(Bloomberg) -- Regional US bank stocks led by First Republic Bank and PacWest Bancorp clawed back some of their steep losses in the wake of Silicon Valley Bank’s collapse. 

First Republic closed 27% higher in New York, its biggest single-day gain ever, while PacWest gained a record 34% and Western Alliance Bancorp rose 14%. Meanwhile, Charles Schwab Corp. climbed 9.2% after its CEO said he bought shares. The KBW Bank Index, one of the main gauges for the financial industry, gained 3.2%. 

Still, the banks closed well below their early-session highs  — First Republic was up 63% and PacWest 77% at one point — amid ongoing concern that there may be more trouble ahead for the sector. Moody’s Investors Service cut its outlook for the US banking system to negative from stable, citing the run on deposits that led three banks to collapse in less than a week, after earlier placing six banks on review for downgrade. S&P Global Ratings placed First Republic on credit watch negative. 

“Regional bank shares are climbing higher as if there’s an ‘all clear’ signal,” LPL Financial Chief Global Strategist Quincy Krosby said. “Questions remain whether there are risks still embedded on balance sheets, particularly if depositors continue to demand funds.”

While Tuesday morning’s bounce helped stocks stem the recent carnage, shares were still far below levels from last week. First Republic would need a 268% rally from Monday’s close to reach its closing level from Wednesday, and PacWest would need to jump 174%.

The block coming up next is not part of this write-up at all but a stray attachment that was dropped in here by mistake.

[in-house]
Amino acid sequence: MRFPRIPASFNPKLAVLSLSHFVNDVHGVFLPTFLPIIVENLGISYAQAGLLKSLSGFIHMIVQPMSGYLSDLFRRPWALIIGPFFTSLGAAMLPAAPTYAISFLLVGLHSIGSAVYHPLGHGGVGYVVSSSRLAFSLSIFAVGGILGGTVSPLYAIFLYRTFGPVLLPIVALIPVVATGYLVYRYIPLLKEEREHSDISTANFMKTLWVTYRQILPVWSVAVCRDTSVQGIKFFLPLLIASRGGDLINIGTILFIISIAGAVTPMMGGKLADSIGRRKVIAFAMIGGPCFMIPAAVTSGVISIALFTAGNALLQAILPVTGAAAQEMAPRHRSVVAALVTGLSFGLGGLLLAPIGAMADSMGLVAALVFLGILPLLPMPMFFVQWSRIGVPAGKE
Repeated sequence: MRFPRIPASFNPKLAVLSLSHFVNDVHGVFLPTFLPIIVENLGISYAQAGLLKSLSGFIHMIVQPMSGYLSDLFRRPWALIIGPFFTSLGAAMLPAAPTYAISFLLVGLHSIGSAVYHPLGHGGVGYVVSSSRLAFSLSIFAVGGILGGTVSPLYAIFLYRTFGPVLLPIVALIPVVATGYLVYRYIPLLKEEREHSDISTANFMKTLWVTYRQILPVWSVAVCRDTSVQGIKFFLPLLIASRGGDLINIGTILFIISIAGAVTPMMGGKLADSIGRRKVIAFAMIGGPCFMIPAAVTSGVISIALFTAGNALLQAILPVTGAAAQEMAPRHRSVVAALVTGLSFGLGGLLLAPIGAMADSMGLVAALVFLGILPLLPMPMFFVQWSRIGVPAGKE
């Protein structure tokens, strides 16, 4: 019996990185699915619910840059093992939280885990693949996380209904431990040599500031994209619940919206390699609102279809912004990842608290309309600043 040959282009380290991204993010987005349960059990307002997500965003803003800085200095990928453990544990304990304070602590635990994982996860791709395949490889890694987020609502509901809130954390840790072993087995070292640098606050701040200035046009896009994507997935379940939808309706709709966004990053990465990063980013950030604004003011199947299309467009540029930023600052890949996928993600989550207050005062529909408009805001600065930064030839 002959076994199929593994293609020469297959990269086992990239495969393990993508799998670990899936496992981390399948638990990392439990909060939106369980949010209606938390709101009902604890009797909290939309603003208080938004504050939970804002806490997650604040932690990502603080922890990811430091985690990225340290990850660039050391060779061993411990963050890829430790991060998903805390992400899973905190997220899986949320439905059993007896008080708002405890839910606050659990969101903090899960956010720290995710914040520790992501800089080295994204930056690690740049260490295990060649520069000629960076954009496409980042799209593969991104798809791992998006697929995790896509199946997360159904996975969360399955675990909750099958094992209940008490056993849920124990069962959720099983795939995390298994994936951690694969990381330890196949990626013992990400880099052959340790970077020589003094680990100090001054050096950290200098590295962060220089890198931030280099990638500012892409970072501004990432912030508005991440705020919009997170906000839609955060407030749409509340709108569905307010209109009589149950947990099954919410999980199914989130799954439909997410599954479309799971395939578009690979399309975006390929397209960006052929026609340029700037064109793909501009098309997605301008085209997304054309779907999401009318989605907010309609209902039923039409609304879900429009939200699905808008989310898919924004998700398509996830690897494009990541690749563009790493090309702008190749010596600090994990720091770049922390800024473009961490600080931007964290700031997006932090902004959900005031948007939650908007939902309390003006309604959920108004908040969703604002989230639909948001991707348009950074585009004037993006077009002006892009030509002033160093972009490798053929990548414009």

“Once we move away from initial shock rather than painting everyone with the same brush, there is a tendency to scrutinize the models a bit more, the banks’ deposit bases and access to liquidity,” said Gary Schlossberg, global strategist at Wells Fargo Investment Institute. “There has been no foot-dragging by the government, we could even see more steps down the road to stabilize the system.”


Regulators stepped in with extraordinary measures, introducing a backstop for banks to protect the whole nation’s deposits, after the swift demise of three banks. Regional banks suffered the most on fears of a customer exodus to bigger lenders, perceived as safer for deposits.

Investor Michael Burry, who rightly predicted the 2008 housing crash, said he believes the spreading crisis following the collapse of Silicon Valley Bank could resolve “very quickly” and that he doesn’t see any “true danger.”


--With assistance from Alexandra Muller and Jan-Patrick Barnert.

(Updates shares, adds credit rating firms in fourth paragraph)

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